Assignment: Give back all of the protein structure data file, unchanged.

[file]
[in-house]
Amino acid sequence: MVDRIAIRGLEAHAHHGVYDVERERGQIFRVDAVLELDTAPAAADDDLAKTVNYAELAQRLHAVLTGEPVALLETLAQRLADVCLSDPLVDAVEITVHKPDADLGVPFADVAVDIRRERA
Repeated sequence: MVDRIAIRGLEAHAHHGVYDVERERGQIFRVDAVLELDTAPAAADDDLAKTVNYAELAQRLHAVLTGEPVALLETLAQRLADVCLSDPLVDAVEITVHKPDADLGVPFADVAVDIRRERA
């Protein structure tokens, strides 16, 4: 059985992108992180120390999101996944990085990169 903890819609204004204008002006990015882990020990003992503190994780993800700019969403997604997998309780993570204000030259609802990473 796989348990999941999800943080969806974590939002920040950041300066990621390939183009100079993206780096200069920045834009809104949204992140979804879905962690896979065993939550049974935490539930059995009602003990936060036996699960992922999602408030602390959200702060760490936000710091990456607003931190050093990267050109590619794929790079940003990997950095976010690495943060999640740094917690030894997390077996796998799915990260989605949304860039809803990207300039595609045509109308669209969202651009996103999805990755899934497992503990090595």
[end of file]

[in-house]
Amino acid sequence: MVDRIAIRGLEAHAHHGVYDVERERGQIFRVDAVLELDTAPAAADDDLAKTVNYAELAQRLHAVLTGEPVALLETLAQRLADVCLSDPLVDAVEITVHKPDADLGVPFADVAVDIRRERA
Repeated sequence: MVDRIAIRGLEAHAHHGVYDVERERGQIFRVDAVLELDTAPAAADDDLAKTVNYAELAQRLHAVLTGEPVALLETLAQRLADVCLSDPLVDAVEITVHKPDADLGVPFADVAVDIRRERA
């Protein structure tokens, strides 16, 4: 059985992108992180120390999101996944990085990169 903890819609204004204008002006990015882990020990003992503190994780993800700019969403997604997998309780993570204000030259609802990473 796989348990999941999800943080969806974590939002920040950041300066990621390939183009100079993206780096200069920045834009809104949204992140979804879905962690896979065993939550049974935490539930059995009602003990936060036996699960992922999602408030602390959200702060760490936000710091990456607003931190050093990267050109590619794929790079940003990997950095976010690495943060999640740094917690030894997390077996796998799915990260989605949304860039809803990207300039595609045509109308669209969202651009996103999805990755899934497992503990090595």